To examine the effects of GPA on tibal cartilage shape and size, insertion site shape, size, and inter-relationship, paired Student’s t-tests were performed on the following morphometric measures before and after GPA: (1) the PDs of individual tibial cartilage configurations to the “average” configuration; (2) the 2D (in X–Y plane) areas of the tibial medial and lateral cartilage; (3) the 2D insertion site areas; (4) the relative positions between the centroids of two adjacent insertions; and (5) the closest 3D distances between adjacent insertion site boundaries.

To characterize the variability of insertion site centroid location, PCA was performed on the post-GPA centroid coordinates, identifying the major and minor axes of greatest variability in the data while generating 99% confidence ellipses. In addition, PCA was applied to the equidistant landmarks on the outlines of cartilage and insertion sites after superimposition to ascertain the landmark position variability individually and the shape variability collectively.

Lastly, regression analyses were conducted in search of simple ‘parsimonious’ models (with no more than 2 predictors) relating the tibial plateau dimensions, basic anthropometrics and gender factors to the morphometric measures. Particular attention was paid to the morphometric measures that might be important decision variables in cruciate ligament reconstructive surgery such as insertion site areas and centroid locations, and distances between insertion centroids. The intent for this series of analyses was two-fold: (1) to explore how well the morphometrics of soft tissue insertions inside the knee joint are correlated with variables that are practically more measurable (i.e., bony dimensions measured by clinical X-ray, anthropometrics); (2) to assess the uncertainty associated with utilizing these relations in tools or systems for aiding surgeons in identification of the insertion sites [42].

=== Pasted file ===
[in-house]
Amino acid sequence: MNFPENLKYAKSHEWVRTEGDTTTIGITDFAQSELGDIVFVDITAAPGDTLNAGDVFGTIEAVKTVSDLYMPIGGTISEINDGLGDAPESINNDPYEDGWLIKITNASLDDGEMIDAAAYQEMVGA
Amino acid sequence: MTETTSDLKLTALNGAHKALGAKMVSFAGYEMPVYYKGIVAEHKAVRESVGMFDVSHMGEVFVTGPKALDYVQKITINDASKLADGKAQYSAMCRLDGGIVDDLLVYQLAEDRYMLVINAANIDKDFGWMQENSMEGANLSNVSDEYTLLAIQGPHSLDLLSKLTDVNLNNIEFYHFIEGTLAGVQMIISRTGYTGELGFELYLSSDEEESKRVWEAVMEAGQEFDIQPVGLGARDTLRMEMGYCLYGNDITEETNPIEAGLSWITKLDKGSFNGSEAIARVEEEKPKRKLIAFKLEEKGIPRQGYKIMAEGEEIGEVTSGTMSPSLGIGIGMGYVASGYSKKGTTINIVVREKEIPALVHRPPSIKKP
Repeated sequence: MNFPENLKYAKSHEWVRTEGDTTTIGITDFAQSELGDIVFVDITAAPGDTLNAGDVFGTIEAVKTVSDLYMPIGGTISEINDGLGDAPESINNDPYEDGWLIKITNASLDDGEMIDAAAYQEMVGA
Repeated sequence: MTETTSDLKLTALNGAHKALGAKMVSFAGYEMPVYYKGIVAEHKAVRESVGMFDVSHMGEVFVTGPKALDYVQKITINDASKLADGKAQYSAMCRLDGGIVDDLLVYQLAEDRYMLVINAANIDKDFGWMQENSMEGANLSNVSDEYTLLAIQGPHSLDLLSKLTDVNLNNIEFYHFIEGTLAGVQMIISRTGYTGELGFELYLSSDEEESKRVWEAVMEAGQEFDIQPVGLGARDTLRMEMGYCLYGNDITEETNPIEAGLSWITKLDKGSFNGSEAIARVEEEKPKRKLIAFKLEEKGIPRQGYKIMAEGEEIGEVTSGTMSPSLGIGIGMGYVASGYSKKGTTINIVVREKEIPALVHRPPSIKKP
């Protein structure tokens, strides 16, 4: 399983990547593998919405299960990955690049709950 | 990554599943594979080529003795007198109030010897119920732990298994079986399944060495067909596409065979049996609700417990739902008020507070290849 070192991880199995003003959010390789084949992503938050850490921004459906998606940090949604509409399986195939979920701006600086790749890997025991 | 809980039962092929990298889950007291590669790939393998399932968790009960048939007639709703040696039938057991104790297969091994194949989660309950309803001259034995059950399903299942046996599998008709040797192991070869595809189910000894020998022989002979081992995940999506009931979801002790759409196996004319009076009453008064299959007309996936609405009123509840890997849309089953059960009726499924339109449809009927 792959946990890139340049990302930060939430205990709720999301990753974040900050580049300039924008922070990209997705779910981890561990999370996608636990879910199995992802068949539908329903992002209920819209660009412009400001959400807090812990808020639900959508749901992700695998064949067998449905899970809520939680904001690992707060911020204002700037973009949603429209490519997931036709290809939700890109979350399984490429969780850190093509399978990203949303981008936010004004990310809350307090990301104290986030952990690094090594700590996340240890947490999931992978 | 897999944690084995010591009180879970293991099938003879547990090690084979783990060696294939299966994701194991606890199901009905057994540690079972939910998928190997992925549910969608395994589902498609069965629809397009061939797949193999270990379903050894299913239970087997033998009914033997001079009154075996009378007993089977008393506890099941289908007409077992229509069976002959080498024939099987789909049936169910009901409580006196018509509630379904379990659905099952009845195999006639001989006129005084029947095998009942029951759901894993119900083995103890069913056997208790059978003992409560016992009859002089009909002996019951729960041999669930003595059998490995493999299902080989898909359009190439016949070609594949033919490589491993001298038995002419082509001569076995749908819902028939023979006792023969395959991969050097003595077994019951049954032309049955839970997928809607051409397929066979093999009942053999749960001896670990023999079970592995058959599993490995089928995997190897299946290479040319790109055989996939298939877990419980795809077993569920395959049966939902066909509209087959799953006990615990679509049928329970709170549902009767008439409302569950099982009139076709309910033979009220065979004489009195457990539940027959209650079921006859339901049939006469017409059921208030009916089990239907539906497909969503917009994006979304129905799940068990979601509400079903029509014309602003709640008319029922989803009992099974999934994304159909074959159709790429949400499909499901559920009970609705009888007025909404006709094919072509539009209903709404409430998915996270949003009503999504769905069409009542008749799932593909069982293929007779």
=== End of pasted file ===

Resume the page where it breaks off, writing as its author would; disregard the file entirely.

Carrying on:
The Generalized Procrustes Analysis (GPA) of the tibial cartilage (Fig. 3) significantly (p<0.001) reduced the Procrustes Distances (PDs) from individual cartilage shapes to the average shape: the mean (± SD) was 0.017 (±0.006) prior to the GPA and 0.010 (±0.005) after. The 2D medial and lateral cartilage areas had minimal changes in the means, whereas their standard deviation (SD) and coefficient of variation (CV) values decreased substantially (Table 1), reflecting a size-uniformity effect of the scaling involved in GPA.

Figure 3. The outlines of tibial cartilage and six insertion sites before and after cartilage-based GPA.

The number of tibia samples is 20.

Table 1. The 2D (X–Y Plane) areas of tibial cartilage and insertion site outlines.

The Procrustes superimposition based on the cartilage had a much lower size-uniformity effect on the insertion site areas: the 2D insertion site areas had much greater inherent variations but much smaller variation reductions due to GPA as compared to the cartilage areas (Table 1). The superimposition did not have any marked effect on the distances between insertion site centroids, nor on the closest distances between the boundaries of adjacent insertion sites: the average before-and-after differences were 0.1 mm (see Table 2) and 0.05 mm (see Table 3), respectively.